No house, no job, no future for Inda in Sabah


LAHAD DATU—She fears for her life and that of her family here in Sabah. But if she goes back to Tawi-Tawi, they will have nothing, too—not a house, not a job, perhaps not a future.

For Inda, it seems she has nowhere to go. She wonders what fate awaits her family if they leave Sabah.

But the mother of four young children now finds herself denying her own ancestry for her own safety. She feels she and her family can no longer stay here.

“I was on my way to work recently when I was accosted by a policeman. He asked me if I was an Orang Suluk. I told him I wasn’t. I said I was Visayan,” Inda, 36, told Filipino reporters here.

She asked that her real name not be published. More than being an illegal immigrant, Inda is scared because she is Tausug, or an Orang Suluk. And she and her family are under suspicion that they are “conniving” with the followers of the sultanate of Sulu who landed here, in Tanduao village, last month to reclaim Sabah from Malaysia.

The conflict has claimed the lives of dozens of people—followers of Sultan Jamalul Kiram III, Malaysian security forces, and innocent civilians.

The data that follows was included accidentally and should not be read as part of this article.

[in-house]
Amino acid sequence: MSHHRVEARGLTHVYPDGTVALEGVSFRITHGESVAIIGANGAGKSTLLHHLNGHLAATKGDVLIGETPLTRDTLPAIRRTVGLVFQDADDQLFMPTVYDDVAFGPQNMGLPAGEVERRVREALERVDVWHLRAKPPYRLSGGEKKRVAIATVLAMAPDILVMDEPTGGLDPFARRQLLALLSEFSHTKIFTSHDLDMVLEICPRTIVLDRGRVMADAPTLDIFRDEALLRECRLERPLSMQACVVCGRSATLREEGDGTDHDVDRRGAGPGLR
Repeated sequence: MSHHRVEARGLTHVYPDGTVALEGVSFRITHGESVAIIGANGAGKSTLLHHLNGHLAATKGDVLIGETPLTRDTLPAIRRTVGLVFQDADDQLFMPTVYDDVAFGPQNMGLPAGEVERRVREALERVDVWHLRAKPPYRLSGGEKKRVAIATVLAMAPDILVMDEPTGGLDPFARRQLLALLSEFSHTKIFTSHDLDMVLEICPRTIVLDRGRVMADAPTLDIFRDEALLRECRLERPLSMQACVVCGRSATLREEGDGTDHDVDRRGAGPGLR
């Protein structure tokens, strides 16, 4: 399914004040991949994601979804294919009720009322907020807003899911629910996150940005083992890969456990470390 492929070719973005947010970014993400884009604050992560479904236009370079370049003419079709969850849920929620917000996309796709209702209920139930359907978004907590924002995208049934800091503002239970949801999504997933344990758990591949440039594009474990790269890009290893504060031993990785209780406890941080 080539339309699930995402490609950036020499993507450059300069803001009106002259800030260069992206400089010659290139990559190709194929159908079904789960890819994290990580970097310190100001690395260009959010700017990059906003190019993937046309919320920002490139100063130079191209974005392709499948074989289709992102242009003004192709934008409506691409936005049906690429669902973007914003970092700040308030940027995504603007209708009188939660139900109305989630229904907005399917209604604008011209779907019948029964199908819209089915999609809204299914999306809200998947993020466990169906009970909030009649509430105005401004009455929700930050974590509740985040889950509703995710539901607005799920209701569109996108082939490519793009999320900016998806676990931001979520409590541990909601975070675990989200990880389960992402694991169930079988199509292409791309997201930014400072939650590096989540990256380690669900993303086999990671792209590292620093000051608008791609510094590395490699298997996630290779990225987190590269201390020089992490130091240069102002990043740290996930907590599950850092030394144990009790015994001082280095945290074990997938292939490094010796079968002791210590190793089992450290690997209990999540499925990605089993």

Inda and her family left Tawi-Tawi for Sabah six years ago, after a recruiter promised her husband a supposedly well-paying job in construction in Felda, a city some 140 kilometers from central Lahad Datu.

It was an opportunity for the family because Inda had just lost her job and their family store had gone bankrupt.

When her husband arrived at Felda, there was no job and no construction site, only a palm oil plantation. He arrived through the “backdoor,” meaning he did not have a passport or any other document that would legalize his stay here.

Nonetheless, Inda followed him, along with their three older children. She gave birth to their fourth child here in Lahad Datu.

The family took a “lantsa,” or a speed boat, to Lahad Datu. And it was the same mode of transportation they used when they wanted to go on vacations in Tawi-Tawi.

Inda said those who wanted to take the motorized boat needed to make bookings. The operator would call them up if there was a scheduled trip.